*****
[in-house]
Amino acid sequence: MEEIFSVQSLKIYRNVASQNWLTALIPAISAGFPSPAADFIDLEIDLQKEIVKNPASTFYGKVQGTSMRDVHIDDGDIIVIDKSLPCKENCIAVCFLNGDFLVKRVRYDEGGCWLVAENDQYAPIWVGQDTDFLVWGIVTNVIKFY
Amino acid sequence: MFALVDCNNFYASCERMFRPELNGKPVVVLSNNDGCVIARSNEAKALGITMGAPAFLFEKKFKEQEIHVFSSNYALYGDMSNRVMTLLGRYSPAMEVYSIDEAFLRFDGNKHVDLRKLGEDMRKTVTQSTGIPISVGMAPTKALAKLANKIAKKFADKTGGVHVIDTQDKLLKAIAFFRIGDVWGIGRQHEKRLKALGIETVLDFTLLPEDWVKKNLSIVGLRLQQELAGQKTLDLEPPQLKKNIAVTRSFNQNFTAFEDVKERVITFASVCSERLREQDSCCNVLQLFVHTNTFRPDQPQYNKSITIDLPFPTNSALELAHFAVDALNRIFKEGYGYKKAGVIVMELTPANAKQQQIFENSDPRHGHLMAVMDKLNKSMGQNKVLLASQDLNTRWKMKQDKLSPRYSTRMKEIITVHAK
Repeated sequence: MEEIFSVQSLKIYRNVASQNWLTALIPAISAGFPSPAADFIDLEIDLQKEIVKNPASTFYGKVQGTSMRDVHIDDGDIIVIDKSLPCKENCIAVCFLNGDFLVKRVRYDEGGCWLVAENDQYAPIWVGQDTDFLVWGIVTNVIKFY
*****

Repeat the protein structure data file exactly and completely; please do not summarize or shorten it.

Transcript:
[in-house]
Amino acid sequence: MEEIFSVQSLKIYRNVASQNWLTALIPAISAGFPSPAADFIDLEIDLQKEIVKNPASTFYGKVQGTSMRDVHIDDGDIIVIDKSLPCKENCIAVCFLNGDFLVKRVRYDEGGCWLVAENDQYAPIWVGQDTDFLVWGIVTNVIKFY
Amino acid sequence: MFALVDCNNFYASCERMFRPELNGKPVVVLSNNDGCVIARSNEAKALGITMGAPAFLFEKKFKEQEIHVFSSNYALYGDMSNRVMTLLGRYSPAMEVYSIDEAFLRFDGNKHVDLRKLGEDMRKTVTQSTGIPISVGMAPTKALAKLANKIAKKFADKTGGVHVIDTQDKLLKAIAFFRIGDVWGIGRQHEKRLKALGIETVLDFTLLPEDWVKKNLSIVGLRLQQELAGQKTLDLEPPQLKKNIAVTRSFNQNFTAFEDVKERVITFASVCSERLREQDSCCNVLQLFVHTNTFRPDQPQYNKSITIDLPFPTNSALELAHFAVDALNRIFKEGYGYKKAGVIVMELTPANAKQQQIFENSDPRHGHLMAVMDKLNKSMGQNKVLLASQDLNTRWKMKQDKLSPRYSTRMKEIITVHAK
Repeated sequence: MEEIFSVQSLKIYRNVASQNWLTALIPAISAGFPSPAADFIDLEIDLQKEIVKNPASTFYGKVQGTSMRDVHIDDGDIIVIDKSLPCKENCIAVCFLNGDFLVKRVRYDEGGCWLVAENDQYAPIWVGQDTDFLVWGIVTNVIKFY